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Japan Considers Building New Nuclear Plants in Major Policy Shift

Japan has set a target for nuclear power generation to account for 20 to 22 percent of its electricity supply in fiscal 2030.

Japan is considering constructing next-generation nuclear power plants to support its goals of reducing carbon emissions and providing a stable supply of electricity, sources close to the matter said Wednesday, marking a major shift in the government’s no new nuclear energy policy.

The plan, which will also consider extending the maximum service period for the country’s existing nuclear reactors beyond 60 years, will be announced at a conference on industrial transformation and decarbonization later in the day.

The Ministry of Economy, Trade and Industry has been studying the development of next-generation nuclear power plants, and previously released the envisioned development process of upgrading to reactors with enhanced safety features in the 2030s.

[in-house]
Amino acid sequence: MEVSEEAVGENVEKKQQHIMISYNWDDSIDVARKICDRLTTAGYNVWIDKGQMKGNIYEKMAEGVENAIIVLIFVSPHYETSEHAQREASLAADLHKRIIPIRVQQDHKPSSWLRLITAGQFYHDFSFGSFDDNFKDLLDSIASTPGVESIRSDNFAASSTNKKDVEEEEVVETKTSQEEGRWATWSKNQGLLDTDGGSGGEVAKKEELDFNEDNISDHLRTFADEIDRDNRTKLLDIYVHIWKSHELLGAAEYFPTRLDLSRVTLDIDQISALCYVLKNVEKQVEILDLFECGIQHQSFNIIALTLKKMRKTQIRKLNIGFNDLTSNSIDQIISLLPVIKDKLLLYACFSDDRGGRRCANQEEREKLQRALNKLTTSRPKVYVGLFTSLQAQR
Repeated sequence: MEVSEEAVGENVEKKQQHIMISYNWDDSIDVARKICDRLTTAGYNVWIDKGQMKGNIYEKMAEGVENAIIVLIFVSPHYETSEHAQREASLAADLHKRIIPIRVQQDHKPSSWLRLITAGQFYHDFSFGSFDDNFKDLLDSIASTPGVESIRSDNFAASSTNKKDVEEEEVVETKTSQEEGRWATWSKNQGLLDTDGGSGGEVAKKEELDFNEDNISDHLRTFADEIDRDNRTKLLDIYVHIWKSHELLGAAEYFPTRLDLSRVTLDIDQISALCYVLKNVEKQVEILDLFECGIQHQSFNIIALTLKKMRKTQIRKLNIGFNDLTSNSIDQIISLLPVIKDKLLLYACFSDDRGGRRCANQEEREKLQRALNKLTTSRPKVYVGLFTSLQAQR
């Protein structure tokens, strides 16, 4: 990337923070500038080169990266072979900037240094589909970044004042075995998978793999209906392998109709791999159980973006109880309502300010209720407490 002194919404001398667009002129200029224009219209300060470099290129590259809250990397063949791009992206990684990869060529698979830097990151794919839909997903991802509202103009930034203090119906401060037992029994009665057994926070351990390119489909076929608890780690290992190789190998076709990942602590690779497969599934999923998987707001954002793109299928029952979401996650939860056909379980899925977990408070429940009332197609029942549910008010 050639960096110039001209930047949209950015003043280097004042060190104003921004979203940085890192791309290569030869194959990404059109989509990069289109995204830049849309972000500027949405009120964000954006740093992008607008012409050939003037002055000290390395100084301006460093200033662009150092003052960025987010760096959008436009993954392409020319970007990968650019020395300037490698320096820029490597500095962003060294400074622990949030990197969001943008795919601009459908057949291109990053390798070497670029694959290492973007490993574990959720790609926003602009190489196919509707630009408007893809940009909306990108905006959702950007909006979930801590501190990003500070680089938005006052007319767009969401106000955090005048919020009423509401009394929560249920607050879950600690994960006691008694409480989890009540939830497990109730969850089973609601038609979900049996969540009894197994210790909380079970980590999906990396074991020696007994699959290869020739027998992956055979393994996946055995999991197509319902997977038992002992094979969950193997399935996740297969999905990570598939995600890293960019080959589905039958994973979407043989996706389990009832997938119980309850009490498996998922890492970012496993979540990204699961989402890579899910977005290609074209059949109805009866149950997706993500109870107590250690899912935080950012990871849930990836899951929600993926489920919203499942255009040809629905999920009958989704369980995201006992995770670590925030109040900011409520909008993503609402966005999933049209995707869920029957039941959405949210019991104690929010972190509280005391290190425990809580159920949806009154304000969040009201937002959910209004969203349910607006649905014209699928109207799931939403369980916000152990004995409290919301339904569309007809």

The government, which may adopt this plan, is also expected to consider effectively extending the operational life of nuclear power plants by not including the periods in which they were shut down while under review by the Nuclear Regulation Authority.

But such an extension could spur concerns about the safety of aging reactors that are more prone to accidents.

Following the 2011 Fukushima disaster triggered by a massive earthquake and tsunami, Japan introduced stricter safety standards limiting the operation of nuclear reactors to 40 years in principle.

But operation for an additional 20 years is possible if safety upgrades are made and a reactor passes screening by regulators.

Japan has set a target for nuclear power generation to account for 20 to 22 percent of its electricity supply in fiscal 2030.

Of the 17 nuclear power plants that have already passed screening, 10 have been restarted. Prime Minister Fumio Kishida said last month the aim is to restart up to nine reactors to prepare for an expected electricity shortage this winter.

The remaining seven have remained out of operation due to delays in receiving approval from local authorities as they await safety measures to be implemented. The government will consider ways to bring these reactors back online as soon as possible next year.

In June last year, the No. 3 unit at Kansai Electric Power Co.’s Mihama plant in Fukui Prefecture, central Japan, became the country’s first reactor to operate beyond 40 years under the new rules.

From Kyodo News

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